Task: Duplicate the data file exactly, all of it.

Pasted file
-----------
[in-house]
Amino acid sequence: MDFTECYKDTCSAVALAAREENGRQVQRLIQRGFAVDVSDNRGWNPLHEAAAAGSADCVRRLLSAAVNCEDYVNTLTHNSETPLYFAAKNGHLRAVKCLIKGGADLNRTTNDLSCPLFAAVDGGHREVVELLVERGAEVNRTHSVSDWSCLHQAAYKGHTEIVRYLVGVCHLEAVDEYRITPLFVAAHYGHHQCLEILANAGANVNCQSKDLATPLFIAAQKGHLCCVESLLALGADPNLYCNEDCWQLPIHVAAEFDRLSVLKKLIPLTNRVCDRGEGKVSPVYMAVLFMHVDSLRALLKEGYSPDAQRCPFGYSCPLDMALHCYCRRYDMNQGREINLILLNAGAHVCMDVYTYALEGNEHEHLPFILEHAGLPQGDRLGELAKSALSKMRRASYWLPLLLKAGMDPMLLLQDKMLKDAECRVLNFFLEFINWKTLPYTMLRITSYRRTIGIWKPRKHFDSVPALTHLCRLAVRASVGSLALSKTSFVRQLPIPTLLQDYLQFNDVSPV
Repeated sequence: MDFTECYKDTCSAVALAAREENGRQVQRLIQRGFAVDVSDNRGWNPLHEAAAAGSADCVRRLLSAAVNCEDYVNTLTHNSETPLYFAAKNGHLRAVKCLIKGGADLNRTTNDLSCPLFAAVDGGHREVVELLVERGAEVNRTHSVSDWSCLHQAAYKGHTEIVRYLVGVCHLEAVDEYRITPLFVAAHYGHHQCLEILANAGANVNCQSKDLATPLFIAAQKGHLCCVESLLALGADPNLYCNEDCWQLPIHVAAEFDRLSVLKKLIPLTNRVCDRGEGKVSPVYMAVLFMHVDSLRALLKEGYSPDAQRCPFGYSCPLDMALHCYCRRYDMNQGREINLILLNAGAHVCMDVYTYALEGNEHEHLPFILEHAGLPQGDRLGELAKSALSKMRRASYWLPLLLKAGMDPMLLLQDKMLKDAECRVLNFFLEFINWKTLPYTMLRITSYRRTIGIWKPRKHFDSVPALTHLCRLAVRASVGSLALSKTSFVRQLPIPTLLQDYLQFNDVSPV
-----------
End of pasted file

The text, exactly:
[in-house]
Amino acid sequence: MDFTECYKDTCSAVALAAREENGRQVQRLIQRGFAVDVSDNRGWNPLHEAAAAGSADCVRRLLSAAVNCEDYVNTLTHNSETPLYFAAKNGHLRAVKCLIKGGADLNRTTNDLSCPLFAAVDGGHREVVELLVERGAEVNRTHSVSDWSCLHQAAYKGHTEIVRYLVGVCHLEAVDEYRITPLFVAAHYGHHQCLEILANAGANVNCQSKDLATPLFIAAQKGHLCCVESLLALGADPNLYCNEDCWQLPIHVAAEFDRLSVLKKLIPLTNRVCDRGEGKVSPVYMAVLFMHVDSLRALLKEGYSPDAQRCPFGYSCPLDMALHCYCRRYDMNQGREINLILLNAGAHVCMDVYTYALEGNEHEHLPFILEHAGLPQGDRLGELAKSALSKMRRASYWLPLLLKAGMDPMLLLQDKMLKDAECRVLNFFLEFINWKTLPYTMLRITSYRRTIGIWKPRKHFDSVPALTHLCRLAVRASVGSLALSKTSFVRQLPIPTLLQDYLQFNDVSPV
Repeated sequence: MDFTECYKDTCSAVALAAREENGRQVQRLIQRGFAVDVSDNRGWNPLHEAAAAGSADCVRRLLSAAVNCEDYVNTLTHNSETPLYFAAKNGHLRAVKCLIKGGADLNRTTNDLSCPLFAAVDGGHREVVELLVERGAEVNRTHSVSDWSCLHQAAYKGHTEIVRYLVGVCHLEAVDEYRITPLFVAAHYGHHQCLEILANAGANVNCQSKDLATPLFIAAQKGHLCCVESLLALGADPNLYCNEDCWQLPIHVAAEFDRLSVLKKLIPLTNRVCDRGEGKVSPVYMAVLFMHVDSLRALLKEGYSPDAQRCPFGYSCPLDMALHCYCRRYDMNQGREINLILLNAGAHVCMDVYTYALEGNEHEHLPFILEHAGLPQGDRLGELAKSALSKMRRASYWLPLLLKAGMDPMLLLQDKMLKDAECRVLNFFLEFINWKTLPYTMLRITSYRRTIGIWKPRKHFDSVPALTHLCRLAVRASVGSLALSKTSFVRQLPIPTLLQDYLQFNDVSPV